"You can't build an economy ... without an educated society."

Nault has asked the Assembly of First Nations, Canada's largest native rights group, to take part, he said.

But the assembly vice-chief specializing in education said no proposal has been received.

"We haven't seen anything formally from Minister Nault," said Perry Bellegarde, representing Saskatchewan.

"There's no question that we have to get our First Nations people trained, educated and working," he added in an interview. "But we have to be involved in a very meaningful and substantive way.

"We need to start developing our own curricula and institutions that . . . don't just meet but exceed provincial standards."

Many native children lose interest in school because of crippling poverty, troubled home lives and course materials that don't reflect their culture, Bellegarde said.

Federal funding for native special education falls far short of demand, and 9,000 qualified native students are waiting for post-secondary funds that are capped at about $288 million a year, he said.

More money is needed "if the people of Canada and the government expect to get First Nations people off welfare."

Letter to Port au Port band "is an insult", says member

Scott Garnier, a member of the St. George's Indian Band Council, said a letter recently sent to Port au Port Indian Band members is nothing more than a scare tactic on behalf of (The Federation of Newfoundland Indians (FNI). The letter states that the Port au Port Band will not benefit from the 2002 Mi'kmaq Regime because of its vote against the regime. Garnier said that statement is false. As long as the Port au Port band is an affiliate member of the FNI, it is entitled to all privileges and financing other bands within the membership enjoy, regardless of the no vote, he said. Giving the Port au Port group anything less would be discrimination. given their good standing as FNI members.

He feels these exploratory talks on the Mi'kmaq Regime will not go ahead as long as there is a no vote from the Port au Port organization. "Brendan Sheppard. president of the FNI. in his letter states that "in the event that Mr. Marc Lalonde recommends to the minister of Indian and Northern Affairs that we proceed with negotiations.' This phrase 'in the event" tells me that there are no negotiations scheduled or in place as of yet." Garnier said.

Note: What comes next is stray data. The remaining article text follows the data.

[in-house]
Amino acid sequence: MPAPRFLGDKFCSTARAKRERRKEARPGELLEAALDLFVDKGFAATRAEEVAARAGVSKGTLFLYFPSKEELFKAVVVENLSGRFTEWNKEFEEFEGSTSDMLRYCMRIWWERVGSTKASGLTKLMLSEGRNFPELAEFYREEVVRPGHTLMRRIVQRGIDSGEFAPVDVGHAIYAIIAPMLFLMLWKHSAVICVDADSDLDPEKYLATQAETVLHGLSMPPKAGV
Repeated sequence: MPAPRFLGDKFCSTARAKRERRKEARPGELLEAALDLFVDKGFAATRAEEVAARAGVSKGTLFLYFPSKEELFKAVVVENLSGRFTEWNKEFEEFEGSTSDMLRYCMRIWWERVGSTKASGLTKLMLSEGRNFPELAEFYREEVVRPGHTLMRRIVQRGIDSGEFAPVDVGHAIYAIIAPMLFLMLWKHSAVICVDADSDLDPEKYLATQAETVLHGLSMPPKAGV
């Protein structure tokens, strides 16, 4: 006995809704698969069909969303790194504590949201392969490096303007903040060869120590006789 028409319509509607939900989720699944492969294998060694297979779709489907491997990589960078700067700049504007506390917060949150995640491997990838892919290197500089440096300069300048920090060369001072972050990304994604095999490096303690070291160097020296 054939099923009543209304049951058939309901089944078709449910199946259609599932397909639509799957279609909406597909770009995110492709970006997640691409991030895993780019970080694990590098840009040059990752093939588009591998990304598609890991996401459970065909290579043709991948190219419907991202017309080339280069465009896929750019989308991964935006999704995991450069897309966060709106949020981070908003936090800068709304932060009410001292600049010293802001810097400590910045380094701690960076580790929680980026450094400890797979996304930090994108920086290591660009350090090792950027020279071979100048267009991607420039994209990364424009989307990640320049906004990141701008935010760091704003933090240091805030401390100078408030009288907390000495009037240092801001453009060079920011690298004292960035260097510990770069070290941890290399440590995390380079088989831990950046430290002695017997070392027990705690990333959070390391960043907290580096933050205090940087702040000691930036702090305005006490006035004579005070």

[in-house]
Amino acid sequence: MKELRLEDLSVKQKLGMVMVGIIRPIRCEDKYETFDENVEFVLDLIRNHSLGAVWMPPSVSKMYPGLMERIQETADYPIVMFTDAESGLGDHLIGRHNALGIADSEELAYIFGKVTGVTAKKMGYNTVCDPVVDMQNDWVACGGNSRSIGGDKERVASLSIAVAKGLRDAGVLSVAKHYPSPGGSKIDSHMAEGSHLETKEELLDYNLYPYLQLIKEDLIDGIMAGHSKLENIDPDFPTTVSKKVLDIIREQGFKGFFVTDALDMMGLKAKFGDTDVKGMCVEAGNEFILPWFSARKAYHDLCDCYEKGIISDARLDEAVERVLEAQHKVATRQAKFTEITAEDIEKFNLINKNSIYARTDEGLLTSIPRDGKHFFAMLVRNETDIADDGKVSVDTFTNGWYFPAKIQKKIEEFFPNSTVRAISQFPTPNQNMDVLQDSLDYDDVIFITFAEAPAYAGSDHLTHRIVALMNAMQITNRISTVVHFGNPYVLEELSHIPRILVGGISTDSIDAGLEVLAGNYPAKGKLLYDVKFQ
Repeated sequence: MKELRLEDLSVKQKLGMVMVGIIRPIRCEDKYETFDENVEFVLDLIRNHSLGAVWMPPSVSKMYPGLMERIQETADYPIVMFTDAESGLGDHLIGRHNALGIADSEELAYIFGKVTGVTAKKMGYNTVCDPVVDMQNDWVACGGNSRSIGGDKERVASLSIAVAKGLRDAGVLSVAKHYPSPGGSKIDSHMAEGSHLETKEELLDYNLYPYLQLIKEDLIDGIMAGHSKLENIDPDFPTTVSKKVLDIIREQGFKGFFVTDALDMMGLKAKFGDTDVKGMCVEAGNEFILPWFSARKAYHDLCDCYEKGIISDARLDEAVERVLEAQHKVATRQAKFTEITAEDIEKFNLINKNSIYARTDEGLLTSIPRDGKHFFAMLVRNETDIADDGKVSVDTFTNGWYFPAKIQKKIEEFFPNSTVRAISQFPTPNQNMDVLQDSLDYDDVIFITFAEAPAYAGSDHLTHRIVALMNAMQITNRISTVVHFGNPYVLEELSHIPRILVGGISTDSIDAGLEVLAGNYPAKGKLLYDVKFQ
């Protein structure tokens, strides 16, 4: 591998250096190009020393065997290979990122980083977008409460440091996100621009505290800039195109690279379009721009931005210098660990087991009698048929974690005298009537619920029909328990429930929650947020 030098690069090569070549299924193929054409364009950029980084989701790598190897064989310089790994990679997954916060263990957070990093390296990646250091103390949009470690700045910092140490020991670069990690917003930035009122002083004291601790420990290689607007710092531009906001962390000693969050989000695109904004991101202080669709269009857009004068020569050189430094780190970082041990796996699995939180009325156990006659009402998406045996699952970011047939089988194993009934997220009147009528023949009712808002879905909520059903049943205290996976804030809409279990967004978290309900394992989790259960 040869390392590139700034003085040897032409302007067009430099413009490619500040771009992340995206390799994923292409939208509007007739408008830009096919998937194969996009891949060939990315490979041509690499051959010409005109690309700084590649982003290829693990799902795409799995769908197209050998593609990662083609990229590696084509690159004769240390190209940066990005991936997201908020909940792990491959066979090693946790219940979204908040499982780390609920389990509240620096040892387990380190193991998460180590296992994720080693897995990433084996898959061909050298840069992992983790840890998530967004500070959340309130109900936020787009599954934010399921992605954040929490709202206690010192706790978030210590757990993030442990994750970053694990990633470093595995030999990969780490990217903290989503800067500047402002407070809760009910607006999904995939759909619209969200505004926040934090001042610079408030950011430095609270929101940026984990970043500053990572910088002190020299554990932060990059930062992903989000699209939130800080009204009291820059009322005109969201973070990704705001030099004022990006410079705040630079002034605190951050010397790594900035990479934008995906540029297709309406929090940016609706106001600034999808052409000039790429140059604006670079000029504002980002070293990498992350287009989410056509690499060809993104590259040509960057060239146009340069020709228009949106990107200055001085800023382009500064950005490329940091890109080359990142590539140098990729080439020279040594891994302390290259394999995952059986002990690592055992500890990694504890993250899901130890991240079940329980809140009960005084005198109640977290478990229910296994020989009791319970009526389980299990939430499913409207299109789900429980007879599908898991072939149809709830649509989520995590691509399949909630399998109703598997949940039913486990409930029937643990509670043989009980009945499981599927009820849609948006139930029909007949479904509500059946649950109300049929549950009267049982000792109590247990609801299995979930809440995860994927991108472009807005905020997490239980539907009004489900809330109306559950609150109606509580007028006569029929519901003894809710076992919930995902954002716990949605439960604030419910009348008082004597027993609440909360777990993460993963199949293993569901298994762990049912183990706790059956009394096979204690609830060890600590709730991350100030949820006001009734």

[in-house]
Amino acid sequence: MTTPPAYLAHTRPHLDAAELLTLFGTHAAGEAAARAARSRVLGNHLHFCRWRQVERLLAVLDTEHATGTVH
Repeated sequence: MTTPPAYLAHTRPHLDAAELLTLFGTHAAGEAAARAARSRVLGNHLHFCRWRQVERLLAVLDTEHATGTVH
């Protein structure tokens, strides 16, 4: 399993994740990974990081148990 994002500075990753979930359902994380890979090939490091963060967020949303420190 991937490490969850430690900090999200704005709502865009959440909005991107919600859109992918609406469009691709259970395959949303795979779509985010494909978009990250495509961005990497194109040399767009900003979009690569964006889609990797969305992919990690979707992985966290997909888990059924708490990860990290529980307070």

He noted that Sheppard also wrote in the letter that the Port au Port hand can pursue the type of recognition that it feels it desires through its own process, whether it is through negotiations or in the courts.

Garnier wonders why the FNI decided to follow a watered down negotiations scheme - such as the 2002 Mi'kmaq Regime - rather than taking the federal government to court.

With all the aboriginal cases won across the country in recent years, as well as the fact that Newfoundland Mi'kmaq were left out of the terms of union in 1949, that Newfoundland aboriginal people have a very good case, he said. Maybe the Port au Port hand should follow up with an independent court proceeding with the federal government for recognition, he suggested.

"I can only surmise that the federal government is dictating to the FNI what they want to see done to the off-reserve Mi'kmaq of Newfoundland -and it's not good," Garnier said.

Pamphlets on the 2002 Mi'kmaq Regime were handed out to Port au Port Indian Band members a month prior to the May 2 vote. Members had ample time to see what was to be included in the regime, and they simply didn't like what they saw, he said. Garnier said Sheppard. in his letter. states that the FNI is willing to clarify and discuss any concerns and "misinformation" members may have had with respect to the regime.

"This is an insult to the people of the Port au Port Peninsula." Garnier said. "They had the information, they deliberated, and their verdict was no.

"What part of "no" does the FNI not understand? It is clear that the FNI wanted a yes vote to proceed with the regime and, now that they can't gel it. they are resorting to intimidation tactics (and) playing on the fears of their own hand members."

The Western Star

May 31, 2002

Losers in band election should accept defeat

Dear Editor:

Regarding the "Major row in local Mi'kmaq band". The Georgian, May 14-20, it would appear that the rules of fair play are creating some havoc on the Port-au-Port Peninsula regarding the recent Indian band elections. Fair play being the key word. This row, or disagreement has a very simple solution. To all the past executive who were voted out of office, accept the will of the members who voted you out.

The past chief and executive were in attendance during the nomination meeting, discussed a date for the elections of the new executive and announced to all those in attendance when the elections would take place. It is not like this election was news to those who lost their seats. However, it is similar to small children when one doesn't like the rules of the game and takes their toys home. Well, I guess the past executive have taken their toys home.

It is quite obvious that being exposed to the democratic process is a new experience for them. One which we hope to be exposed to on a more regular basis in the future.

Also in this article it states that the Federation of Newfoundland Indians are expected to get involved to settle this disagreement. The federation should stick to its primary goals and leave the handling of band business to band members. With respect to the primary goal of the federation, it states on their website the following, "The Primary goal of the FNI is official recognition for its members either through a self-government process or the Indian Act."